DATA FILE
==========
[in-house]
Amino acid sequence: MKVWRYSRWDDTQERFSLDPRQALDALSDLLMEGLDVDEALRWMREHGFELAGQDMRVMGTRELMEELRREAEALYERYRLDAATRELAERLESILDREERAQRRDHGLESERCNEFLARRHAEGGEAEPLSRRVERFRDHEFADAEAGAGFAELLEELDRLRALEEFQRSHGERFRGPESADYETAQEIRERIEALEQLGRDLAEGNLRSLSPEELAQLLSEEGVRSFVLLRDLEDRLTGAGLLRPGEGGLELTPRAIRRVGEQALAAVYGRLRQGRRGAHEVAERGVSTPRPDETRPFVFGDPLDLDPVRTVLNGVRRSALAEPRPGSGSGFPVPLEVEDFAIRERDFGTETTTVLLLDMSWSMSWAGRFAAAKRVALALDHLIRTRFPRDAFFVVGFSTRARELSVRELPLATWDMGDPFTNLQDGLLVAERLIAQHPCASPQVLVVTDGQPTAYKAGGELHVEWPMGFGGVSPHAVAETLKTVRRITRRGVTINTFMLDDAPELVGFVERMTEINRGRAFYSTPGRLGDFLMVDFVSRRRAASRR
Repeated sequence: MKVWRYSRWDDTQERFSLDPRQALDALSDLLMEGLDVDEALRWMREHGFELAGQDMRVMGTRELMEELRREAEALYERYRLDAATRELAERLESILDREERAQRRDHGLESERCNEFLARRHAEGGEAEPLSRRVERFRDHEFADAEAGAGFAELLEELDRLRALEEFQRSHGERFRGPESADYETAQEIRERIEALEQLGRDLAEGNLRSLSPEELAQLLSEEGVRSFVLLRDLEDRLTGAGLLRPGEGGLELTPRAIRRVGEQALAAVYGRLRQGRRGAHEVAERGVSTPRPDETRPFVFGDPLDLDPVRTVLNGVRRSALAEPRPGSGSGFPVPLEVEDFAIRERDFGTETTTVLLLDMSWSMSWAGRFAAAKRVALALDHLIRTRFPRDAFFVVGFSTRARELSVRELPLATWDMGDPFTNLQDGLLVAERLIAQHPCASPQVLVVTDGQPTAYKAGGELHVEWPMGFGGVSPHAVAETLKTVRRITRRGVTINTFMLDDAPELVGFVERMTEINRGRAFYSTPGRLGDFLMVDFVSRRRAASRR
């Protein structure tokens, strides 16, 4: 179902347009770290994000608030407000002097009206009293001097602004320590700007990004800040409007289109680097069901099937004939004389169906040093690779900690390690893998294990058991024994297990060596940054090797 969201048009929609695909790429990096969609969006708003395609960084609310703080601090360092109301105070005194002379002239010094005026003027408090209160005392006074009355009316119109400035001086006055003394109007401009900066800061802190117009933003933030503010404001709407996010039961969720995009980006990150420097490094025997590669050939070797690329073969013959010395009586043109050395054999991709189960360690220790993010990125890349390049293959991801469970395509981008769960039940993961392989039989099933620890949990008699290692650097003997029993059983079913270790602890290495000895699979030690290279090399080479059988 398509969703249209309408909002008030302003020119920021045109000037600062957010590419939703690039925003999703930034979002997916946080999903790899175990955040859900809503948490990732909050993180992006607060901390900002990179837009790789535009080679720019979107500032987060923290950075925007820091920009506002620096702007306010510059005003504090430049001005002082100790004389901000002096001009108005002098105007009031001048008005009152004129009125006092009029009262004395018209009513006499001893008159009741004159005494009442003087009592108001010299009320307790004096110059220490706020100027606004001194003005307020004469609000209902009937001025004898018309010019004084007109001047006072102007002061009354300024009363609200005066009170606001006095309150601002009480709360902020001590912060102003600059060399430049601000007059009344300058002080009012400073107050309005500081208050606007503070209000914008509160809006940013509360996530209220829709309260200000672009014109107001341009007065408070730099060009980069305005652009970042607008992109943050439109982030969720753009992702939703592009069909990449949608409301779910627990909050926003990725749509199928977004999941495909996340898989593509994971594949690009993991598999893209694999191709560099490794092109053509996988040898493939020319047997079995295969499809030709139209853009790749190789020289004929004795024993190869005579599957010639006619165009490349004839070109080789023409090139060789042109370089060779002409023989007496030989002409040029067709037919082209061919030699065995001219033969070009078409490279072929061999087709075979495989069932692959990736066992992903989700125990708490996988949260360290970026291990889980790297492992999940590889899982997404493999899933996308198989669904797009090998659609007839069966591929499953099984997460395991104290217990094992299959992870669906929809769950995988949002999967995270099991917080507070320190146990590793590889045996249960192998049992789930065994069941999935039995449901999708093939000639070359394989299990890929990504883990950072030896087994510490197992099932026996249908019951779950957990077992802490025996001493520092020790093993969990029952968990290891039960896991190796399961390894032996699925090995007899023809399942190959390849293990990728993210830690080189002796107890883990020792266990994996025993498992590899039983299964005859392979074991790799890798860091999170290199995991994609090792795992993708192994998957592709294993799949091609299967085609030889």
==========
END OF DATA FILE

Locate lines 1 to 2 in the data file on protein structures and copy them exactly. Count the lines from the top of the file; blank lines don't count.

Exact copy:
[in-house]
Amino acid sequence: MKVWRYSRWDDTQERFSLDPRQALDALSDLLMEGLDVDEALRWMREHGFELAGQDMRVMGTRELMEELRREAEALYERYRLDAATRELAERLESILDREERAQRRDHGLESERCNEFLARRHAEGGEAEPLSRRVERFRDHEFADAEAGAGFAELLEELDRLRALEEFQRSHGERFRGPESADYETAQEIRERIEALEQLGRDLAEGNLRSLSPEELAQLLSEEGVRSFVLLRDLEDRLTGAGLLRPGEGGLELTPRAIRRVGEQALAAVYGRLRQGRRGAHEVAERGVSTPRPDETRPFVFGDPLDLDPVRTVLNGVRRSALAEPRPGSGSGFPVPLEVEDFAIRERDFGTETTTVLLLDMSWSMSWAGRFAAAKRVALALDHLIRTRFPRDAFFVVGFSTRARELSVRELPLATWDMGDPFTNLQDGLLVAERLIAQHPCASPQVLVVTDGQPTAYKAGGELHVEWPMGFGGVSPHAVAETLKTVRRITRRGVTINTFMLDDAPELVGFVERMTEINRGRAFYSTPGRLGDFLMVDFVSRRRAASRR